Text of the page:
Meet two FAU bands you may have never heard of

Solar Reef and Toledo are two FAU-rooted bands rising in the ranks of entertainment.

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Meet two FAU bands you may have never heard of

Solar Reef share a common love of Guns N' Roses. Photo by Violet Castano

Solar Reef share a common love of Guns N' Roses. Photo by Violet Castano

Solar Reef share a common love of Guns N' Roses. Photo by Violet Castano

Solar Reef share a common love of Guns N' Roses. Photo by Violet Castano

Kristen Grau and Sophie Siegel

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Palm Beach is a hotbed of start-up bands and live entertainment — and some FAU students are getting in on the action.

Two bands with FAU ties, Solar Reef and Toledo, are slowly making a local name for themselves. Here’s how they started, and where they’re going next.

Solar Reef

Kristen Grau | Features Editor

Editor’s note: This story has been corrected from our print issue to reflect that not all Solar Reef members work at School of Rock Boca, nor is it their official practice space — and that Bruno Medina is a guitarist, not a drummer.

From left to right, Juan Portillo, Bruno Medina, Darek Bloch, and Mark Sipple. Photo by Violet Castano

Bruno Medina, 24, scrambled to set up his art equipment at 1 a.m. His project for printmaking class was due the next day, and between his job and two bands, he couldn’t carve out the time to do it earlier.

Both panicked and exhausted, the graphic design major called his bandmate, Mark Sipple, for backup. Sipple, a 23-year-old former FAU student, didn’t have the faintest clue about how to carve metal. But for his bandmate, Sipple rushed over from the cramped music studio he lives in and helped set up all he could.

This was just one of many stressful late nights while juggling 12 credits and playing in a band. Sipple and Medina have worked on this balancing act for the single year their Boca Raton-based band, Solar Reef, has been around.

Bruno Medina. Photo by Violet Castano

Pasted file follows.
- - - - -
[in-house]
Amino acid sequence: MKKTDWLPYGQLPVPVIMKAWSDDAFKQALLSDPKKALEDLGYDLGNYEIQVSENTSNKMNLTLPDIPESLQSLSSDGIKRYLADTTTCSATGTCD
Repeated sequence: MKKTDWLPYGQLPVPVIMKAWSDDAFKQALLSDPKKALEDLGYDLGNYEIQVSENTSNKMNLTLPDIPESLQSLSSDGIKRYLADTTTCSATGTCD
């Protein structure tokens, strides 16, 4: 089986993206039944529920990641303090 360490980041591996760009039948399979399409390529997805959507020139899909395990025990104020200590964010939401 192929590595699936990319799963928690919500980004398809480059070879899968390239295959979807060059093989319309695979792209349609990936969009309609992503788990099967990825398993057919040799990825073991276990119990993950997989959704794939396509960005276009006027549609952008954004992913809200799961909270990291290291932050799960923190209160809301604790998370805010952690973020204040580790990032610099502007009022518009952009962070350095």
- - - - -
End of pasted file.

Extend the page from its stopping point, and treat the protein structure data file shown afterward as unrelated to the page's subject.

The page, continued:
Solar Reef is an alternative band composed of Medina, Sipple, 27-year-old FAU film studies alumni Darek Bloch, and 26-year-old Palm Beach State College film student Juan Portillo. The four members’ roots are scattered across the world — but the diverse South Florida “progressive rock” scene has brought them together.

Sipple, Portillo, Bloch, and Medina all love rock bands like Guns N’ Roses, Cage the Elephant, and The Strokes, as well as sipping Yuenglings during practice. Though connected by music and beer, their influences aren’t so connected from growing up across different regions around the world.

“There’s a place for any kind of music in South Florida,” Sipple, Solar Reef’s guitarist who has lived and played music in Tennessee, Missouri, and Germany, said. “Nobody discriminates. Everybody listens to you.”

Mark Sipple. Photo by Violet Castano

Bloch, lead vocalist, grew up in Austin, Texas — the city whose motto has been “live music capital of the world” for 30 years.

“I started playing at niche, small places true to my rock scene roots,” Bloch said about his time in Austin. The same holds true in Florida — Bloch’s favorite venues to play at with Solar Reef are O’Malley’s Sports Pub and Robot Brewing Company, he said.

A bit west of Austin, Portillo, the band’s bassist, was soaking in the electric indie music scene in San Francisco — and began listening to Eminem when he was 11, he said.

Juan Portillo. Photo by Violet Castano

Medina lived in Peru until two years ago, when he moved to South Florida. Peru was a fluid display of almost everything, Medina said: “Blues. Funk. Rock. There are all sorts of different flavors.”

Each member has sacrificed things great and small for the sake of rock. For Medina, it’s assignments. For Portillo, it’s sleep. For Bloch, it’s money for a guitar tattoo on his left shoulder. For Sipple, it’s a house with a bedroom.

“Have you ever seen a tiny home? That’s what [my studio] looks like,” Sipple said. “But I’m the happiest I’ve ever been.”

From left to right, Bruno Medina, Darek Bloch and Mark Sipple. Photo by Violet Castano

Solar Reef’s latest rock single, “Wine,” is a deft exhibit of the four’s crafts. It begins and ends with polished riffs from Sipple and Medina on guitar and Portillo on bass, with Bloch’s complimenting voice and dynamic drumming tying the whole song together.